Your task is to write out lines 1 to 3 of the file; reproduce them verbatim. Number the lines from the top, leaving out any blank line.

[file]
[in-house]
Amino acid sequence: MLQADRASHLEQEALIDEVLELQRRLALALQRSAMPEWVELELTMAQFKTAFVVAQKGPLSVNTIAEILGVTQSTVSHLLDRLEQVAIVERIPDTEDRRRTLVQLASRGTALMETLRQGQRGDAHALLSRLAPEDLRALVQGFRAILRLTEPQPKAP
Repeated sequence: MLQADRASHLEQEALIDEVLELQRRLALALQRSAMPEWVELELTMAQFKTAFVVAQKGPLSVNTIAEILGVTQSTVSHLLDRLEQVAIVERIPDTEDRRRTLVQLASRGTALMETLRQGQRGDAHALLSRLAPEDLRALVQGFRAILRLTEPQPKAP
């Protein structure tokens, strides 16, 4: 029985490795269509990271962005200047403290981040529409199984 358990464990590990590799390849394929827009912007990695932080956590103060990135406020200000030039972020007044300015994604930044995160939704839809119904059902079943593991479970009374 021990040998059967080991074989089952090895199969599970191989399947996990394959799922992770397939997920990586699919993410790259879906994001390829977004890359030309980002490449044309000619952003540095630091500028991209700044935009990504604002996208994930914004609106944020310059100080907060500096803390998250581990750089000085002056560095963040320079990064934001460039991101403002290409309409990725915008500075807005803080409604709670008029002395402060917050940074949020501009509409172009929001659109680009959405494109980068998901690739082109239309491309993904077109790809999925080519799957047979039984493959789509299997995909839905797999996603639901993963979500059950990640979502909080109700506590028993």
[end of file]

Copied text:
[in-house]
Amino acid sequence: MLQADRASHLEQEALIDEVLELQRRLALALQRSAMPEWVELELTMAQFKTAFVVAQKGPLSVNTIAEILGVTQSTVSHLLDRLEQVAIVERIPDTEDRRRTLVQLASRGTALMETLRQGQRGDAHALLSRLAPEDLRALVQGFRAILRLTEPQPKAP
Repeated sequence: MLQADRASHLEQEALIDEVLELQRRLALALQRSAMPEWVELELTMAQFKTAFVVAQKGPLSVNTIAEILGVTQSTVSHLLDRLEQVAIVERIPDTEDRRRTLVQLASRGTALMETLRQGQRGDAHALLSRLAPEDLRALVQGFRAILRLTEPQPKAP